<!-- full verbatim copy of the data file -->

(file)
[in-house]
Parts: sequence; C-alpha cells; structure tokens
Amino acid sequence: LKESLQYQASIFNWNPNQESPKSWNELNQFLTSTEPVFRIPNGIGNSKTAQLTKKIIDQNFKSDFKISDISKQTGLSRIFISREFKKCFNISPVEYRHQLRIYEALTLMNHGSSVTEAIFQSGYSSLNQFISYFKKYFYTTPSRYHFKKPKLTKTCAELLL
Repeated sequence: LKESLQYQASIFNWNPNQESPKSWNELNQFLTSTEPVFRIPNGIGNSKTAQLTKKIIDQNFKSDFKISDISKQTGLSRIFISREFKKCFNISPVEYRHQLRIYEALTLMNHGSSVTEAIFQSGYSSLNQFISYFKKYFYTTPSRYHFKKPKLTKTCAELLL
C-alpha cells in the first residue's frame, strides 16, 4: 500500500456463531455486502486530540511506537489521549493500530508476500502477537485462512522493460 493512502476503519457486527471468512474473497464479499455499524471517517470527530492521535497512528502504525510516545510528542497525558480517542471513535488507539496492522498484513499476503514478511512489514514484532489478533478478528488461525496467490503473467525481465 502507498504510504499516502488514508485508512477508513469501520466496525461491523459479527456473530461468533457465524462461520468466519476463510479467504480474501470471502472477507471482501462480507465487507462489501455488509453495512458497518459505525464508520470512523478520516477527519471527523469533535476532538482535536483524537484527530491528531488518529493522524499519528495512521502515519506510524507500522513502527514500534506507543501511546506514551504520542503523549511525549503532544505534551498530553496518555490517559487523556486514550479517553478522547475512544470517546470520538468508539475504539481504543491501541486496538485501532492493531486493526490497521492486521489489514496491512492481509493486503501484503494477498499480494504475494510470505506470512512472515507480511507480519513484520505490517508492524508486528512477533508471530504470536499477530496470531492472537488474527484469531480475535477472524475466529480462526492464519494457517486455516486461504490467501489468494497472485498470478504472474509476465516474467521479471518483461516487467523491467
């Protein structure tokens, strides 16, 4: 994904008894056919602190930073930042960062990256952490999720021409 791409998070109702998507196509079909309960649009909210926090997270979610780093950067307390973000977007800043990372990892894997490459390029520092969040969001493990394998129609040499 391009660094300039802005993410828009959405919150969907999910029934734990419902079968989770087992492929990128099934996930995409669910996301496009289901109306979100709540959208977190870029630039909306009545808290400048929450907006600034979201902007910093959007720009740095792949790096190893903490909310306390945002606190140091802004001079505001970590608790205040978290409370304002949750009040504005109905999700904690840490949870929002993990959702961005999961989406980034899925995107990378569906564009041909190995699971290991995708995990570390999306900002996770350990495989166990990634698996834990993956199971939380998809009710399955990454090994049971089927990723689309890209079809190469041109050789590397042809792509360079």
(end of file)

[in-house]
Parts: sequence; C-alpha cells; structure tokens
Amino acid sequence: LKESLQYQASIFNWNPNQESPKSWNELNQFLTSTEPVFRIPNGIGNSKTAQLTKKIIDQNFKSDFKISDISKQTGLSRIFISREFKKCFNISPVEYRHQLRIYEALTLMNHGSSVTEAIFQSGYSSLNQFISYFKKYFYTTPSRYHFKKPKLTKTCAELLL
Repeated sequence: LKESLQYQASIFNWNPNQESPKSWNELNQFLTSTEPVFRIPNGIGNSKTAQLTKKIIDQNFKSDFKISDISKQTGLSRIFISREFKKCFNISPVEYRHQLRIYEALTLMNHGSSVTEAIFQSGYSSLNQFISYFKKYFYTTPSRYHFKKPKLTKTCAELLL
C-alpha cells in the first residue's frame, strides 16, 4: 500500500456463531455486502486530540511506537489521549493500530508476500502477537485462512522493460 493512502476503519457486527471468512474473497464479499455499524471517517470527530492521535497512528502504525510516545510528542497525558480517542471513535488507539496492522498484513499476503514478511512489514514484532489478533478478528488461525496467490503473467525481465 502507498504510504499516502488514508485508512477508513469501520466496525461491523459479527456473530461468533457465524462461520468466519476463510479467504480474501470471502472477507471482501462480507465487507462489501455488509453495512458497518459505525464508520470512523478520516477527519471527523469533535476532538482535536483524537484527530491528531488518529493522524499519528495512521502515519506510524507500522513502527514500534506507543501511546506514551504520542503523549511525549503532544505534551498530553496518555490517559487523556486514550479517553478522547475512544470517546470520538468508539475504539481504543491501541486496538485501532492493531486493526490497521492486521489489514496491512492481509493486503501484503494477498499480494504475494510470505506470512512472515507480511507480519513484520505490517508492524508486528512477533508471530504470536499477530496470531492472537488474527484469531480475535477472524475466529480462526492464519494457517486455516486461504490467501489468494497472485498470478504472474509476465516474467521479471518483461516487467523491467
């Protein structure tokens, strides 16, 4: 994904008894056919602190930073930042960062990256952490999720021409 791409998070109702998507196509079909309960649009909210926090997270979610780093950067307390973000977007800043990372990892894997490459390029520092969040969001493990394998129609040499 391009660094300039802005993410828009959405919150969907999910029934734990419902079968989770087992492929990128099934996930995409669910996301496009289901109306979100709540959208977190870029630039909306009545808290400048929450907006600034979201902007910093959007720009740095792949790096190893903490909310306390945002606190140091802004001079505001970590608790205040978290409370304002949750009040504005109905999700904690840490949870929002993990959702961005999961989406980034899925995107990378569906564009041909190995699971290991995708995990570390999306900002996770350990495989166990990634698996834990993956199971939380998809009710399955990454090994049971089927990723689309890209079809190469041109050789590397042809792509360079």